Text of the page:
The Java programming language uses a similar scheme to specify style attributes for fonts, but currently there are only two basic attributes, **Font.BOLD** and **Font.ITALIC**. A more interesting example in Java is pro- vided by event types. An event in Java represents some kind of user action, such as pressing a key on the keyboard. Events are associated with “com- ponents” such as windows, push buttons, and scroll bars. Components can be set to ignore a given type of event. We then say that that event type is disabled for that component. If a component is set to process events of a given type, then that event type is said to be enabled. Each compo- nent keeps track of the set of event types that are currently enabled. It will ignore any event whose type is not in that set. Each event type has an associated constant with a name such as **AWTEvent.MOUSE EVENT MASK**. These constants represent the possible elements of a set of event types. A set of event types can be specified by or-ing together a number of such constants. If c is a component and \(*x\)* is a number representing a set of event types, then the command “*c.enableEvents(x)*” enables the events in the set \(x\) for the component \(c\). If y represents the set of event types that were already enabled for \(c\), then the effect of this command is to replace \(y\) with the union, \(y|x\). Another command, “*c.disableEvents(x)*”, will disable the event types in \(x\) for the component \(c\). It does this by replacing the current set, \(y\), with \(y\&~x\).

## Exercises

- Suppose that the numbers \(x\) and \(y\) represent the sets \(A\) and \(B\). Show that the set \(A \setminus B\) is represented by \(x & (~y)\).
- Write each of the following binary numbers in hexadecimal:

a) \(10110110_{2}\)

b) \(10_{2}\)

c) \(111100001111_{2}\)

d) \(101001_{2}\) - Write each of the following hexadecimal numbers in binary:

a) 0x123

b) 0xFADE

c) 0x137F

d) 0xFF11 - Give the value of each of the following expressions as a hexadecimal number:

a) 0x73 | 0x56A

b) ~0x3FF0A2FF

c) (0x44 | 0x95) & 0xE7

d) 0x5C35A7 & 0xFF00

e) 0x5C35A7 & ~0xFF00

f) ~(0x1234 & 0x4321) - Find a calculator (or a calculator program on a computer) that can work with hexadecimal numbers. Write a short report explaining how to work with hexadecimal numbers on that calculator. You should explain, in particular, how the calculator can be used to do the previous problem.
- This question assumes that you know how to add binary numbers. Suppose xand y are binary numbers. Under what circumstances will the binary numbers \(x+y\) and \(x|y\) be the same?
- In addition to hexadecimal numbers, the programming languages Java, C, and C++ support octal numbers. Look up and report on octal numbers in Java, C, or C++. Explain what octal numbers are, how they are written, and how they are used.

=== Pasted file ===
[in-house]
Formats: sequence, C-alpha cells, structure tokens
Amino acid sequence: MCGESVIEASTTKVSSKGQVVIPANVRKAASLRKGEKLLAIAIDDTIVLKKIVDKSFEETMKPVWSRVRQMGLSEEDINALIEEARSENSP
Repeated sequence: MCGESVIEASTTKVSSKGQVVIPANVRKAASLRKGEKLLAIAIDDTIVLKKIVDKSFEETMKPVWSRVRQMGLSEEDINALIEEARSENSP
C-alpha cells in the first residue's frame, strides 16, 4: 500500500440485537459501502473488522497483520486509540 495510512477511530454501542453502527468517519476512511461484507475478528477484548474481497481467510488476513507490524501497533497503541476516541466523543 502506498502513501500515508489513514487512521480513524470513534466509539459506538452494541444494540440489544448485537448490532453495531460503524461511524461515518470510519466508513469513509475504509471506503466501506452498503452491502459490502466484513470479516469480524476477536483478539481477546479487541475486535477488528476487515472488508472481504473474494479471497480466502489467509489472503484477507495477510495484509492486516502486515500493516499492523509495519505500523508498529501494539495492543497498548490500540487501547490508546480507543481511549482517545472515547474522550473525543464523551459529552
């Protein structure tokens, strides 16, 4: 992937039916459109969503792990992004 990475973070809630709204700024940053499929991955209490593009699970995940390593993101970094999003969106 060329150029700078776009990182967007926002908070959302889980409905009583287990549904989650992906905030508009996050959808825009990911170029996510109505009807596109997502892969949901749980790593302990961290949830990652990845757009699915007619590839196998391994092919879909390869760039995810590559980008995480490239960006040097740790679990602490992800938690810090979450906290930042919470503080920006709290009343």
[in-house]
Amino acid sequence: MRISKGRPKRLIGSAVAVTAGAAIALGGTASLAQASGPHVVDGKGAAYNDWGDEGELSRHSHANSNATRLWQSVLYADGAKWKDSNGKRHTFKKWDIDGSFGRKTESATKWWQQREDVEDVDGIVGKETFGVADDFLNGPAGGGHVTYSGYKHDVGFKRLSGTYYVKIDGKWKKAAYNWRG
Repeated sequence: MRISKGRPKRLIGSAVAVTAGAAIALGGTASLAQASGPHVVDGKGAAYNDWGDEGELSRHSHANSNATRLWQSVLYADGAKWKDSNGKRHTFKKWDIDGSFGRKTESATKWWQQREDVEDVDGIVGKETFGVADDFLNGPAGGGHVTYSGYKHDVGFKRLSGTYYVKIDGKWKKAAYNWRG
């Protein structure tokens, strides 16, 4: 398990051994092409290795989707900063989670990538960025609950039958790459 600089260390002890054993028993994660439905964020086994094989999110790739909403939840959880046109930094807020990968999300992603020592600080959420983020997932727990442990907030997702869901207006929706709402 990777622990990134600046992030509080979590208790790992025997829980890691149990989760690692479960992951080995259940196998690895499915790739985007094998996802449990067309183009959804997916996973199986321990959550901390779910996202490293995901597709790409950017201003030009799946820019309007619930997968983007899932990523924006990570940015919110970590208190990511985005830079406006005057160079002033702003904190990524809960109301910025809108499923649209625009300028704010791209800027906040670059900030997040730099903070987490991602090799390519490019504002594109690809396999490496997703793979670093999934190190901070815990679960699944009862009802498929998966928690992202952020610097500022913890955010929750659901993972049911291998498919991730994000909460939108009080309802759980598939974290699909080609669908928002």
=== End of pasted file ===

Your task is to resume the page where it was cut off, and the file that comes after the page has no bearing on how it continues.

- In the UNIX (or Linux) operating system, every file has an associated set of permissions, which determine who can use the file and how it can be used. The set of permissions for a given file is represented by a nine-bit binary number. This number is sometimes written as an octal number. Research and report on the UNIX systems of permissions. What set of permissions is represented by the octal number 752? by the octal number 622? Explain what is done by the UNIX commands “chmod g+rw filename” and “chmod o-w filename” in terms of sets. (Hint: Look at the man page for the chmodcommand. To see the page, use the UNIX command “man chmod”. If you don’t know what this means, you probably don’t know enough about UNIX to do this exercise.)
- Java, C, and C++ each have a boolean data type that has the values true andfalse. The usual logical and, or, and not operators on boolean values are rep- resented by the operators &&, | |, and !. C and C++ allow integer values to be used in places where boolean values are expected. In this case, the integer zero represents the boolean value false while any non-zero integer represents the boolean value true. This means that if \(x\) and \(y\) are integers, then both \(x&y\) and \(x&&y\) are valid expressions, and both can be considered to represent boolean values. Do the expressions \(x & y\) and \(x && y\) always represent the same boolean value, for any integers \(x\) and \(y\)? Do the expressions \(x|y\) and \(x | | y\) always represent the same boolean values? Explain your answers.
- Suppose that you, as a programmer, want to write a subroutine that will open a window on the computer’s screen. The window can have any of the following options: a close box, a zoom box, a resize box, a minimize box, a vertical scroll bar, a horizontal scroll bar. Design a scheme whereby the options for the window can be specified by a single parameter to the subroutine. The parameter should represent a set of options. How would you use your subroutine to open a window that has a close box and both scroll bars and no other options? Inside your subroutine, how would you determine which options have been specified for the window?